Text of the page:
Project at a Glance
Project Status: complete
Title: Chemical consequences of air quality standards and of control implementation programs: Roles of hydrocarbons, oxides of nitrogen, and aged smog in the production of photochemical oxidant
Principal Investigator / Author(s): Pitts, James N., Jr.
Contractor: UC Riverside
Contract Number: 2-377
Research Program Area: Atmospheric Processes
Although a great deal of data relating oxidant levels in chambers to initial concentrations of hydrocarbons (HC) and oxides of nitrogen (NOx) has been accumulated during the past two decades, considerable uncertainty continues to exist concerning the roles and relative contributions of HC and NOx in the formation of photochemical smog. The lack of knowledge concerning the precise functional dependence of oxidant formation on HC and NOx levels has led to conflicting positions by regulatory agencies as to the most efficient emission control strategy that would lead to achievement of federal and state ambient air quality standards. This situation has serious technical, social, and economic implications.
For example, the EPA implementation plan for the California South Coast Air Basin presented on January 15, 1973, proposes imposition of drastic levels of gasoline rationing during the months of heavy smog. This control strategy is based upon the assumption that the yearly high one - hour ambient oxidant reading for a given day is directly proportional to the amount of "high reactive hydrocarbon emissions" for that day. It is significant that this assumed straight line proportionality between ambient oxidant reading and reactive hydrocarbon inventory fails to include any consideration of the role of oxides of nitrogen in determining ambient oxidant levels. Serious objections can be raised to this approach since a considerable body of relevant smog chamber data (see Background Section which follows) supports the conclusion that oxidant formation is dependent in part not only on reactive hydrocarbons but also on the concentration of oxides of nitrogen.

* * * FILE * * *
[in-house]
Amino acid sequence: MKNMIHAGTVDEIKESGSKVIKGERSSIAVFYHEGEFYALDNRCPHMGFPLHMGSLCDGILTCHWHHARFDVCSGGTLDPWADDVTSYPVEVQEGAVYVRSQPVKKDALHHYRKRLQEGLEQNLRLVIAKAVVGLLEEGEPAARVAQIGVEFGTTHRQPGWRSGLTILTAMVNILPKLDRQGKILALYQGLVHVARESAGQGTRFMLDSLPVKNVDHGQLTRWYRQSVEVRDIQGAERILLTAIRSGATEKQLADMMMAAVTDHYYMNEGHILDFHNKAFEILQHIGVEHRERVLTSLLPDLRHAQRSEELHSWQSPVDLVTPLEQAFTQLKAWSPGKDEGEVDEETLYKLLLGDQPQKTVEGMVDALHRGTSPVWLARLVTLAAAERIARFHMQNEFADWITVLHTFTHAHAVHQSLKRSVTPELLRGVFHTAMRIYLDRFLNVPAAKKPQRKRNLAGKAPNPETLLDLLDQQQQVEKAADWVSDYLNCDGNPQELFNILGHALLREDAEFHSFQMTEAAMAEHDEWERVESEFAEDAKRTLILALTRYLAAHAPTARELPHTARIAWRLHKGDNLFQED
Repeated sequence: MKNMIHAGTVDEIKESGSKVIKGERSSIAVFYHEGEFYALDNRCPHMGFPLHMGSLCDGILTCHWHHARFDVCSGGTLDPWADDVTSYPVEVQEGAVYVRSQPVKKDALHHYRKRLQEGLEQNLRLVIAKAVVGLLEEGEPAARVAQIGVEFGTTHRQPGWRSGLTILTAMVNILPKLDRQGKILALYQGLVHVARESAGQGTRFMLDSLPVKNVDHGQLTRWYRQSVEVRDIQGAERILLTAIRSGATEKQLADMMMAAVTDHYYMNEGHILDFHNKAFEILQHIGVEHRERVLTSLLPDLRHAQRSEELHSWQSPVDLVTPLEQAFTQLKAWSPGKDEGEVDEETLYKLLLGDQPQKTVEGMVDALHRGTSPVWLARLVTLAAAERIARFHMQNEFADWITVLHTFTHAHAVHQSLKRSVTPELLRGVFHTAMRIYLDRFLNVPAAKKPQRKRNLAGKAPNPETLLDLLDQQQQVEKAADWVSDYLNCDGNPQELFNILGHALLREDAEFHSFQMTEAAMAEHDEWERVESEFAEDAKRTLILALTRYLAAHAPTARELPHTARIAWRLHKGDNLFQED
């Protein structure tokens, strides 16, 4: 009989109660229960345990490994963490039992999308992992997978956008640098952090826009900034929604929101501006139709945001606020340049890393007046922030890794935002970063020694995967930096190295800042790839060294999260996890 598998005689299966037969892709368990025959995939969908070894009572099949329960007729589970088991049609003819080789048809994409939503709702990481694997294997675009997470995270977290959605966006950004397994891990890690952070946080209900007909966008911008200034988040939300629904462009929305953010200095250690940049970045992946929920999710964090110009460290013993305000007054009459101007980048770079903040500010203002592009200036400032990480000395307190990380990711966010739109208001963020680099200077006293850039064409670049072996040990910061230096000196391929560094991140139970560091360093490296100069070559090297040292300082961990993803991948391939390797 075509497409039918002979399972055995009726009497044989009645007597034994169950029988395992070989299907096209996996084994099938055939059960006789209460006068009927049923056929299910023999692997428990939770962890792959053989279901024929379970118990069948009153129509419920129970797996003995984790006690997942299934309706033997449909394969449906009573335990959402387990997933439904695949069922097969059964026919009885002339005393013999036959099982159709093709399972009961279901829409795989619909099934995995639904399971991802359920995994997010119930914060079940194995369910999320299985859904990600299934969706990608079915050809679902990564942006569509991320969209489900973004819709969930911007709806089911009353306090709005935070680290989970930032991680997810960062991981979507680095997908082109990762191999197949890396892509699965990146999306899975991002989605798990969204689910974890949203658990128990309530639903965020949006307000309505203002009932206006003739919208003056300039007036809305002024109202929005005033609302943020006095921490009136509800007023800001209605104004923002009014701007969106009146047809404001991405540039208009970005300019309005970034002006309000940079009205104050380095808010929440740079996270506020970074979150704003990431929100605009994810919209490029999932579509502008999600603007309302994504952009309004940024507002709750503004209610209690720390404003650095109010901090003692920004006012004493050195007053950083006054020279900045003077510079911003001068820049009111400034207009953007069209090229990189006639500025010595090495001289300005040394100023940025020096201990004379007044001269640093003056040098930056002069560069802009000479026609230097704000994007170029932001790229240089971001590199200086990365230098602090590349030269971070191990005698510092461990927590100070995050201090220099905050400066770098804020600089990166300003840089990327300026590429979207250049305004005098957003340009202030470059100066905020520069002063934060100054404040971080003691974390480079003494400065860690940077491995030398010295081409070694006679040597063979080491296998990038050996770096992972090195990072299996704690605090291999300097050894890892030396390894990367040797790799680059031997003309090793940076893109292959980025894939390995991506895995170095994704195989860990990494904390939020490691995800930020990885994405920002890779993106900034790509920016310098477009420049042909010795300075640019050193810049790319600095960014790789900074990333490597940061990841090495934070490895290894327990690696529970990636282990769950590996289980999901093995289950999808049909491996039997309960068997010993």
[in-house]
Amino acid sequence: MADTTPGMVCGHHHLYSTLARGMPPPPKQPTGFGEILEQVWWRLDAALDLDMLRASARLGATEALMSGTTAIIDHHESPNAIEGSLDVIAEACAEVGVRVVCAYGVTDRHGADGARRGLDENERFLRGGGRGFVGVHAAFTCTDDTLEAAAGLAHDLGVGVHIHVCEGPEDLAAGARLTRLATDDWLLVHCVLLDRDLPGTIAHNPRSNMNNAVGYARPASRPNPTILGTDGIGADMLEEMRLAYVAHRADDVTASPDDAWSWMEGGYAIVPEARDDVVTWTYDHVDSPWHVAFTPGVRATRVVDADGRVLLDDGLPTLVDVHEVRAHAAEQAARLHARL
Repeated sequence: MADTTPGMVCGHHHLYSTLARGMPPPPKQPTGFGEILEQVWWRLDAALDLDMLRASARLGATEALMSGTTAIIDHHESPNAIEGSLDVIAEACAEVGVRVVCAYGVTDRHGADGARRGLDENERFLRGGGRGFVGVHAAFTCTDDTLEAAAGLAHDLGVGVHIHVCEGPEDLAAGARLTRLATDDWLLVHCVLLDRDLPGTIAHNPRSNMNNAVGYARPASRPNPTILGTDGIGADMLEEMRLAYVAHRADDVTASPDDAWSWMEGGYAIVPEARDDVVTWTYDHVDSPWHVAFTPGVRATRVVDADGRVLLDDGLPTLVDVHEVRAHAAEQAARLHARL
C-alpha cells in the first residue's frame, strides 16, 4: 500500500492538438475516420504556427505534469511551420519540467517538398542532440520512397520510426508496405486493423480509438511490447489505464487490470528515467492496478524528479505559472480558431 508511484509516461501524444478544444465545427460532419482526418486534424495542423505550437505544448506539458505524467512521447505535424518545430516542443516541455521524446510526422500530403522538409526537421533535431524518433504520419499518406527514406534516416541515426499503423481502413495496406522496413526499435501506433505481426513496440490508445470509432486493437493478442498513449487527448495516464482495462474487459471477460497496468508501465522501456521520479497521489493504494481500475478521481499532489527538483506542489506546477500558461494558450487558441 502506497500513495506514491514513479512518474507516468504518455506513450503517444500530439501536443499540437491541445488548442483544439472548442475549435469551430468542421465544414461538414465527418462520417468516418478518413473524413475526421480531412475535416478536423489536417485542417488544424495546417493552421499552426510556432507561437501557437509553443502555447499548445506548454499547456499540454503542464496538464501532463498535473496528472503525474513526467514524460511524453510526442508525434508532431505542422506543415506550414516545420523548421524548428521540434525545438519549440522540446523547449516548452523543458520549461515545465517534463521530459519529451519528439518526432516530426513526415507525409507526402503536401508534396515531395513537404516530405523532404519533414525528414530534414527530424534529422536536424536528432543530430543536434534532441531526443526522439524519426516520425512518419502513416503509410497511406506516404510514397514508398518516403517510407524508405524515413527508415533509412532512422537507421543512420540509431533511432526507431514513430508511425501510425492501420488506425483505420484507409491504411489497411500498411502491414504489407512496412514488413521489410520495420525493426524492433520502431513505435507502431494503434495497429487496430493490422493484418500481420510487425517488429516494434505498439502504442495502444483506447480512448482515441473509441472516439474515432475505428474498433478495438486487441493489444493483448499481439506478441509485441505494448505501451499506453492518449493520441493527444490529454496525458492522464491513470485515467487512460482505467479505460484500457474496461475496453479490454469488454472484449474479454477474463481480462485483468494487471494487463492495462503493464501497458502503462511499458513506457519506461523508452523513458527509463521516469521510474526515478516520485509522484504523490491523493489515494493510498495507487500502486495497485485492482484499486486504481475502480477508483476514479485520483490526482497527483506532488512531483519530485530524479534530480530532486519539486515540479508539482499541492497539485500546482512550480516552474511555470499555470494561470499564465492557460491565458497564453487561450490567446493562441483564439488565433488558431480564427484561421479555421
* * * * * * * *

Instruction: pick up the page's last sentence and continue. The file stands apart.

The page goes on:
Clearly, there is an urgent need to clarify the issue of whether reduction of only reactive HC, or both reactive HC and NOx, is required in order to achieve the ambient air quality standard for oxidant. Further, the problem requires quantification of the degree of reduction(s) necessary to reach the air quality standard.
For questions regarding this research project, including available data and progress status, contact: Heather Choi at (916) 322-3893
Stay involved, sign up with ARB's Research Email Listserver